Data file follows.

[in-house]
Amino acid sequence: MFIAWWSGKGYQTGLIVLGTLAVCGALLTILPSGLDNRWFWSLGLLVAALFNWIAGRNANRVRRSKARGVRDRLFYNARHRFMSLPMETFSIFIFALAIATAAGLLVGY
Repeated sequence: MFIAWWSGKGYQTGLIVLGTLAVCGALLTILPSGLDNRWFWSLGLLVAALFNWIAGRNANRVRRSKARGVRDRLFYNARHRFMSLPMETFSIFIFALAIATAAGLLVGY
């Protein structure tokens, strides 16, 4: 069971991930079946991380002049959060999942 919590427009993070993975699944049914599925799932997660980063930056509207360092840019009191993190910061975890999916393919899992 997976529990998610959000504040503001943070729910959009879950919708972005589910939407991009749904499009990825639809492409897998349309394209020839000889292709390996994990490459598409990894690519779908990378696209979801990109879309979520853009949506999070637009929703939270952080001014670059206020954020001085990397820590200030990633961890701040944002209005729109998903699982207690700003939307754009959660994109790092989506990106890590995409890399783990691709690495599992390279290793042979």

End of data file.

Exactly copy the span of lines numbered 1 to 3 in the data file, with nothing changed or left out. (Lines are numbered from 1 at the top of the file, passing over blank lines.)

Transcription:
[in-house]
Amino acid sequence: MFIAWWSGKGYQTGLIVLGTLAVCGALLTILPSGLDNRWFWSLGLLVAALFNWIAGRNANRVRRSKARGVRDRLFYNARHRFMSLPMETFSIFIFALAIATAAGLLVGY
Repeated sequence: MFIAWWSGKGYQTGLIVLGTLAVCGALLTILPSGLDNRWFWSLGLLVAALFNWIAGRNANRVRRSKARGVRDRLFYNARHRFMSLPMETFSIFIFALAIATAAGLLVGY